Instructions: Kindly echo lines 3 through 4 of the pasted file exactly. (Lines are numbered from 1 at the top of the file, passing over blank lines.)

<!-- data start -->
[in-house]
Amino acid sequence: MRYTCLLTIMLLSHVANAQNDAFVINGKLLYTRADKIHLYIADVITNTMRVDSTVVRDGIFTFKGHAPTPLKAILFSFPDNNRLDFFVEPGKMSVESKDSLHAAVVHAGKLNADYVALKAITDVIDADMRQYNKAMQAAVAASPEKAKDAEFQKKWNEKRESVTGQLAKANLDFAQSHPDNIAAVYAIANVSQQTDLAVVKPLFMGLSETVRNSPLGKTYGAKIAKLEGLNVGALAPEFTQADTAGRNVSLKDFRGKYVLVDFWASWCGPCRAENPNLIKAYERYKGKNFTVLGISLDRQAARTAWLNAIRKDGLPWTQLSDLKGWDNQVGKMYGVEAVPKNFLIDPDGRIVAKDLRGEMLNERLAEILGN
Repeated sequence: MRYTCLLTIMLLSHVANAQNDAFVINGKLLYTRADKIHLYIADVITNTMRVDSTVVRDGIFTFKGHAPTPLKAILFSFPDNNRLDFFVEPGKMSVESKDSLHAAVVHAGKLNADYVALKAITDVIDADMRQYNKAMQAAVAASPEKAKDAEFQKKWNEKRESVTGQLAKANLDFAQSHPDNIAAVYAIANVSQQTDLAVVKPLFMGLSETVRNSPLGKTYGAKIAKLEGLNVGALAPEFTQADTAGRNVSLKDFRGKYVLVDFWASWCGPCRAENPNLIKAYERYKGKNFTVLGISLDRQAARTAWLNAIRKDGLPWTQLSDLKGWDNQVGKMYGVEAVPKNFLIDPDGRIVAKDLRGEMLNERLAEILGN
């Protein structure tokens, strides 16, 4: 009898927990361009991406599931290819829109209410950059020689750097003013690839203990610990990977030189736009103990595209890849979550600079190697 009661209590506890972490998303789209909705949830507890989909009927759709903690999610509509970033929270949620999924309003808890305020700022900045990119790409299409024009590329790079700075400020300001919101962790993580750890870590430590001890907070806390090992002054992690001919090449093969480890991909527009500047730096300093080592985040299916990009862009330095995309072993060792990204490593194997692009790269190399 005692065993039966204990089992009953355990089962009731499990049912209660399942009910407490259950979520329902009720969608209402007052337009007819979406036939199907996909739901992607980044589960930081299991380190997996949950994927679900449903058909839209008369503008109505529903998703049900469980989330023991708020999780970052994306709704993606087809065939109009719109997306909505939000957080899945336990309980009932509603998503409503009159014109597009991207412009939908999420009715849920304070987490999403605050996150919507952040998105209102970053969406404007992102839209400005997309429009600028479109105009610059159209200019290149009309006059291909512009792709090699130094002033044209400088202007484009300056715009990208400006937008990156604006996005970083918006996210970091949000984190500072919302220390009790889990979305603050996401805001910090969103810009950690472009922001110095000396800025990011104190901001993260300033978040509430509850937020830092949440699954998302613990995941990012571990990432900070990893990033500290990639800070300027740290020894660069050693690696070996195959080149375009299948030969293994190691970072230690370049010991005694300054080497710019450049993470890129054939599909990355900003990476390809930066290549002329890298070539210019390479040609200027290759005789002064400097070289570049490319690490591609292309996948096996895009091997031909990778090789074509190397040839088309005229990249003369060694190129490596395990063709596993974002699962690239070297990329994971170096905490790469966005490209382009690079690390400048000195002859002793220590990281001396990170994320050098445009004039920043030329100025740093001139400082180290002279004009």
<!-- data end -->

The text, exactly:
Repeated sequence: MRYTCLLTIMLLSHVANAQNDAFVINGKLLYTRADKIHLYIADVITNTMRVDSTVVRDGIFTFKGHAPTPLKAILFSFPDNNRLDFFVEPGKMSVESKDSLHAAVVHAGKLNADYVALKAITDVIDADMRQYNKAMQAAVAASPEKAKDAEFQKKWNEKRESVTGQLAKANLDFAQSHPDNIAAVYAIANVSQQTDLAVVKPLFMGLSETVRNSPLGKTYGAKIAKLEGLNVGALAPEFTQADTAGRNVSLKDFRGKYVLVDFWASWCGPCRAENPNLIKAYERYKGKNFTVLGISLDRQAARTAWLNAIRKDGLPWTQLSDLKGWDNQVGKMYGVEAVPKNFLIDPDGRIVAKDLRGEMLNERLAEILGN
């Protein structure tokens, strides 16, 4: 009898927990361009991406599931290819829109209410950059020689750097003013690839203990610990990977030189736009103990595209890849979550600079190697 009661209590506890972490998303789209909705949830507890989909009927759709903690999610509509970033929270949620999924309003808890305020700022900045990119790409299409024009590329790079700075400020300001919101962790993580750890870590430590001890907070806390090992002054992690001919090449093969480890991909527009500047730096300093080592985040299916990009862009330095995309072993060792990204490593194997692009790269190399 005692065993039966204990089992009953355990089962009731499990049912209660399942009910407490259950979520329902009720969608209402007052337009007819979406036939199907996909739901992607980044589960930081299991380190997996949950994927679900449903058909839209008369503008109505529903998703049900469980989330023991708020999780970052994306709704993606087809065939109009719109997306909505939000957080899945336990309980009932509603998503409503009159014109597009991207412009939908999420009715849920304070987490999403605050996150919507952040998105209102970053969406404007992102839209400005997309429009600028479109105009610059159209200019290149009309006059291909512009792709090699130094002033044209400088202007484009300056715009990208400006937008990156604006996005970083918006996210970091949000984190500072919302220390009790889990979305603050996401805001910090969103810009950690472009922001110095000396800025990011104190901001993260300033978040509430509850937020830092949440699954998302613990995941990012571990990432900070990893990033500290990639800070300027740290020894660069050693690696070996195959080149375009299948030969293994190691970072230690370049010991005694300054080497710019450049993470890129054939599909990355900003990476390809930066290549002329890298070539210019390479040609200027290759005789002064400097070289570049490319690490591609292309996948096996895009091997031909990778090789074509190397040839088309005229990249003369060694190129490596395990063709596993974002699962690239070297990329994971170096905490790469966005490209382009690079690390400048000195002859002793220590990281001396990170994320050098445009004039920043030329100025740093001139400082180290002279004009």